There are four special temperature considerations in the basement.
The air temperature in the basement is not always the same as that in the rest of the house. In a house with exterior basement insulation, the massive foundation wall is warm and slows down temperature changes (hotter or colder) in the basement. Hence, the basement is usually warmer than the rest of the house when the upstairs thermostat turns the furnace on and will overheat before the furnace is turned off. The temperature difference is usually acceptable, but if you want a really comfortable living space in a basement that has exterior insulation you should either minimize the heat duct flow into the basement or install a separate heating system with its own thermostat. In a basement insulated on the inside, this temperature difference will be much less noticeable because only the floor is part of the thermal mass; the concrete wall is outside the insulation. Partial insulation in the basement will have a partial effect.
The earth around the basement is an insulation. Dry granular earth is better than wet earth and very high water tables reduce the earth's insulating value almost to nothing. The earth's insulating value is very complex and depends on the composition of the soil and the depth of the basement. The deeper you go, the warmer the earth and the slower it cools a basement wall.
I have explained before that insulating one wall will not increase the heat loss through another wall that is not insulated. This is not exactly true in the basement, but the difference is not important enough to worry about it. For the purists who like to worry: this rule holds when working around the underground basement, but not when working from top to bottom in the basement. Insulation 600 mm (2 ft) below ground level blocks most of the heat loss from the basement into the cold surface ground, allowing the cold to penetrate even deeper. This lowers the temperature outside the lower portion of the basement wall and hence increases the heat loss from this lower portion of the wall. The additional heat loss is real but not particularly significant.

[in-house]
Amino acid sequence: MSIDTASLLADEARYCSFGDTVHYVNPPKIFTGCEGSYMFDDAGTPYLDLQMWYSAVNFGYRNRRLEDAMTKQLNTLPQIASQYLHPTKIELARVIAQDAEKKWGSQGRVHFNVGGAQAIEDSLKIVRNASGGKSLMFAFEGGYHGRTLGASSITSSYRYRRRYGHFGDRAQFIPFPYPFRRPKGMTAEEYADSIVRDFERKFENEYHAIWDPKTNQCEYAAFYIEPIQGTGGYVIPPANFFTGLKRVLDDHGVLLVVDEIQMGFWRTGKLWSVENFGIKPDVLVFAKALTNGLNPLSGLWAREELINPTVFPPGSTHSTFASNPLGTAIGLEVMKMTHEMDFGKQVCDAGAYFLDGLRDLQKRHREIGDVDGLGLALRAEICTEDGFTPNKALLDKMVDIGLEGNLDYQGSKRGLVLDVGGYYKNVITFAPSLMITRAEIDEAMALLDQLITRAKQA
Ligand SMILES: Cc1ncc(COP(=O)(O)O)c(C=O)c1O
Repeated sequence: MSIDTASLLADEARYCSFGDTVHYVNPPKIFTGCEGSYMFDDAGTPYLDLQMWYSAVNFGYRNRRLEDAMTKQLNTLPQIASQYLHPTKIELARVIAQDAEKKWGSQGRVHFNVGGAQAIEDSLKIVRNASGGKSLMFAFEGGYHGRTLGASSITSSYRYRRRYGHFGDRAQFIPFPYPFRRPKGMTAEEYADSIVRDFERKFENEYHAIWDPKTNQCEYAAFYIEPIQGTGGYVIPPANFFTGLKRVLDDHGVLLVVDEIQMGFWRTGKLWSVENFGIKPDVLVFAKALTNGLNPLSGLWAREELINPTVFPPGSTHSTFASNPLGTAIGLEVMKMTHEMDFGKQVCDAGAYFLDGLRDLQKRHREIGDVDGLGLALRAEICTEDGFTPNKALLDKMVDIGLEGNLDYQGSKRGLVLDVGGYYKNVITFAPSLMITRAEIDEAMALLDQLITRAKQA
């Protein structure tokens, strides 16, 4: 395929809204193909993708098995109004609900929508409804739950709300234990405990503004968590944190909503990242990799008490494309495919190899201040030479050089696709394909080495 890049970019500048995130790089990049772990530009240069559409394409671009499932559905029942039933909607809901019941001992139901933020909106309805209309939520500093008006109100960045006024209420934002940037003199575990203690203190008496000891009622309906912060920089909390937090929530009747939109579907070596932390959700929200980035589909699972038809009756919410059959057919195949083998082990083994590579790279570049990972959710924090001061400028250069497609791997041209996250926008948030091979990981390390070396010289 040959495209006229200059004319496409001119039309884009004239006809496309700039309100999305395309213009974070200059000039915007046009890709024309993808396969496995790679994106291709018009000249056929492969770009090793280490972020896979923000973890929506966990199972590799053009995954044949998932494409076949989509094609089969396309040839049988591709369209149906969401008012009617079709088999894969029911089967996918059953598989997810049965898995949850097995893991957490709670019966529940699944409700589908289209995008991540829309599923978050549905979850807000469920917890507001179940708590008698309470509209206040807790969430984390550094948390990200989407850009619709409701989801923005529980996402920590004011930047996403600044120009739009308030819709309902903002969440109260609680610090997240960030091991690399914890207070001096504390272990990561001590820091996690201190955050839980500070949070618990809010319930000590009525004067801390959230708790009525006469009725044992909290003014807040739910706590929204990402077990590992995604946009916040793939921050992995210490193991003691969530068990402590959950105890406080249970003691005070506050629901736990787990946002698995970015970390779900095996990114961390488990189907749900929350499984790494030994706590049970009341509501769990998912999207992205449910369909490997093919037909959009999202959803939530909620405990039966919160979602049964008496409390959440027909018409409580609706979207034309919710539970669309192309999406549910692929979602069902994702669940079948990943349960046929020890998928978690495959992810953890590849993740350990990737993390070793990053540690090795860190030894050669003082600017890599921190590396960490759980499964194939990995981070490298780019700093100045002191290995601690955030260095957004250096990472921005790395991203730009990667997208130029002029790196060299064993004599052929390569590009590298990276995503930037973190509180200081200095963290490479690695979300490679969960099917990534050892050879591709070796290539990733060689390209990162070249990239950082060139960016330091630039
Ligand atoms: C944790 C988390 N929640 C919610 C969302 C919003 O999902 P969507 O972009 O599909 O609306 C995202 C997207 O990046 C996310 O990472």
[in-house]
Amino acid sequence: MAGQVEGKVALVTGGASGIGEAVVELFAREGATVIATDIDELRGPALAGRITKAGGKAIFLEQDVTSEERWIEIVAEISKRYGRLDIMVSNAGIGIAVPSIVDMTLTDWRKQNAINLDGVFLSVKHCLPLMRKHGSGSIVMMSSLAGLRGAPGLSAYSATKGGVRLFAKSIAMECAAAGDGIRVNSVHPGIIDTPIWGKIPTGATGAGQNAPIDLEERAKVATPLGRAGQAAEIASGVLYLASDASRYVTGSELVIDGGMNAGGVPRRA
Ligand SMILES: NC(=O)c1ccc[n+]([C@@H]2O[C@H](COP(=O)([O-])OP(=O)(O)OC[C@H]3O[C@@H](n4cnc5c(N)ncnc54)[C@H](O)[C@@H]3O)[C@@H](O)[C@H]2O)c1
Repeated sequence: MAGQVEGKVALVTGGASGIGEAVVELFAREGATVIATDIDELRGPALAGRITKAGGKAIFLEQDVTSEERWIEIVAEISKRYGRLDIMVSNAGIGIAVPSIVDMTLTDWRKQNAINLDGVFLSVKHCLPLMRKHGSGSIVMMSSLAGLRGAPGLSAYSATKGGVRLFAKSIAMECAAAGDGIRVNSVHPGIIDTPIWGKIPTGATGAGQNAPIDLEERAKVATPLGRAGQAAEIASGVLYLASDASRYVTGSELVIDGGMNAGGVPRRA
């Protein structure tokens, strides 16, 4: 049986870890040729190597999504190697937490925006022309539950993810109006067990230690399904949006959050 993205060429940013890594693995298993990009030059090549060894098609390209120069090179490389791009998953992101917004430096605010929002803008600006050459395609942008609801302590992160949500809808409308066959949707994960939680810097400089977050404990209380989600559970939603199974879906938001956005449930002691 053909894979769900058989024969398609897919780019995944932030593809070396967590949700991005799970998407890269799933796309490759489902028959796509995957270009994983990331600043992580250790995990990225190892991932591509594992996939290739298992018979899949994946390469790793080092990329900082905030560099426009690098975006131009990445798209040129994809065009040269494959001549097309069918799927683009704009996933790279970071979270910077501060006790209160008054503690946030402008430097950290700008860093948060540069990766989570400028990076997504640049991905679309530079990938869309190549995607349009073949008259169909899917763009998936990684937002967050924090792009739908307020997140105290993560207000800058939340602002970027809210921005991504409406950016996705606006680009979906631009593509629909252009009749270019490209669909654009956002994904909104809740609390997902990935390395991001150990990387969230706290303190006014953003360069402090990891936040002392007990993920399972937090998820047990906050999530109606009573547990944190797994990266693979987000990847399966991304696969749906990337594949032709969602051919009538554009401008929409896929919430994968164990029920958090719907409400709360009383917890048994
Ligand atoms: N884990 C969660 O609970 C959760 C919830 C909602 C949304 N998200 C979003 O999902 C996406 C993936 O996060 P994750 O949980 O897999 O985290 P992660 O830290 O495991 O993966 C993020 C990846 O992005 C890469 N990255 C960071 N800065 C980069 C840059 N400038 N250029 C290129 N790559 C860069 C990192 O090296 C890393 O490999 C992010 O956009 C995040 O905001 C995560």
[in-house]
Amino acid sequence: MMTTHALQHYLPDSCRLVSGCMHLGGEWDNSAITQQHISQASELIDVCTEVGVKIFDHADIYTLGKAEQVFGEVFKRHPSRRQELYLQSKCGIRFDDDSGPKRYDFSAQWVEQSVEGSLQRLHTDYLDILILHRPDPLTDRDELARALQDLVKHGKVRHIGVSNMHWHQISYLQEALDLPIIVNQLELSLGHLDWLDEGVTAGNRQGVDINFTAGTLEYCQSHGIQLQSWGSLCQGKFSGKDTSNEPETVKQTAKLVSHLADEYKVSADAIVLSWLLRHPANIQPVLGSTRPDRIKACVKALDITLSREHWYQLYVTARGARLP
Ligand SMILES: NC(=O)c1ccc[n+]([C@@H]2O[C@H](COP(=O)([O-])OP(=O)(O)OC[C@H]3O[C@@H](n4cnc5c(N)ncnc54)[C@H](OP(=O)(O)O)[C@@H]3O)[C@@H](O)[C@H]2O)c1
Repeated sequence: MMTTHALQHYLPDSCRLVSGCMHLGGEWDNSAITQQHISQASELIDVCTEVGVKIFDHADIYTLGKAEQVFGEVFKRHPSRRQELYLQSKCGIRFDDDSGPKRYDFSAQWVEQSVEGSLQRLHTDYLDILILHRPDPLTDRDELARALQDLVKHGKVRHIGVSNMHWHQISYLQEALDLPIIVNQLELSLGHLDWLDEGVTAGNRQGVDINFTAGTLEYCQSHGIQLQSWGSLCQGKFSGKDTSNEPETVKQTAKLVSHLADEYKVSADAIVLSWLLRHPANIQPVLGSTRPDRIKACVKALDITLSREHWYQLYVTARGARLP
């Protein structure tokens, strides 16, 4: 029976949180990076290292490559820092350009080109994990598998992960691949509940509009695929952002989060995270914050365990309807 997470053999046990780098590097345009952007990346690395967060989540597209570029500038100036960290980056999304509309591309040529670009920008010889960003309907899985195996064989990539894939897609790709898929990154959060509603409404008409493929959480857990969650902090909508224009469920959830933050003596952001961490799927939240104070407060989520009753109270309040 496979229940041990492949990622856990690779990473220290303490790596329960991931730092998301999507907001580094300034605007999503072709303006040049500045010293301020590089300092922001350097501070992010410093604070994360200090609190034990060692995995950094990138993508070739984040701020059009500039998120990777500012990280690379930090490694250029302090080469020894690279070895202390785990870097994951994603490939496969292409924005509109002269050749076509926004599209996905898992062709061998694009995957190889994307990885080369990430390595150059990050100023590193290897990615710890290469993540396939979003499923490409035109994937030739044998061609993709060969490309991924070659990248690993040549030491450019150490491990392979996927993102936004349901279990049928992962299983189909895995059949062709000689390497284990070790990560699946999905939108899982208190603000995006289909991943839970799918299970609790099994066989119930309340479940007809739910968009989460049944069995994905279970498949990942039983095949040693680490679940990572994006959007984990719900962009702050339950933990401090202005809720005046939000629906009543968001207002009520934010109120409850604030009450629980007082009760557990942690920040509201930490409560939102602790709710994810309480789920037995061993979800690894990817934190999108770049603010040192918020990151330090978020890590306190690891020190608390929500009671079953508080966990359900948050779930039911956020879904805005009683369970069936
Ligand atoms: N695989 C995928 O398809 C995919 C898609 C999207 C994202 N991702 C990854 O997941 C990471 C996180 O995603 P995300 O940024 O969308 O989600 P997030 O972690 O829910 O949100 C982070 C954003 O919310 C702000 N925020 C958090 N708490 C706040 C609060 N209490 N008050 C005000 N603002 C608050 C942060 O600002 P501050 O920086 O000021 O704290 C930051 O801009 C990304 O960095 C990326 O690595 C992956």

Heat escaping from an uninsulated basement creates a temperature zone in the mass of earth surrounding the basement that is significantly warmer than the rest of the earth -- this is often called a heat well. It protects the basement against temperature changes, expansion (and resulting contraction) and frost heaving. At today's fuel prices, this is an expensive way to protect a basement. As we insulate the basement, this heat well is reduced in size (and in cost), bulging out wherever the insulation stops. A totally insulated basement, including walls and floors, would still have a heat well because we can't completely stop heat losses. But it would be very small and perhaps even below freezing most of the time. Heavy inside insulation, with little or no heat loss allows ground temperatures and foundation wall temperatures to drop below freezing but only under rare conditions would this cause frost heaving problems. (search keyword "damage" for the title "WHAT IS BASEMENT FREEZE SHIFTING?")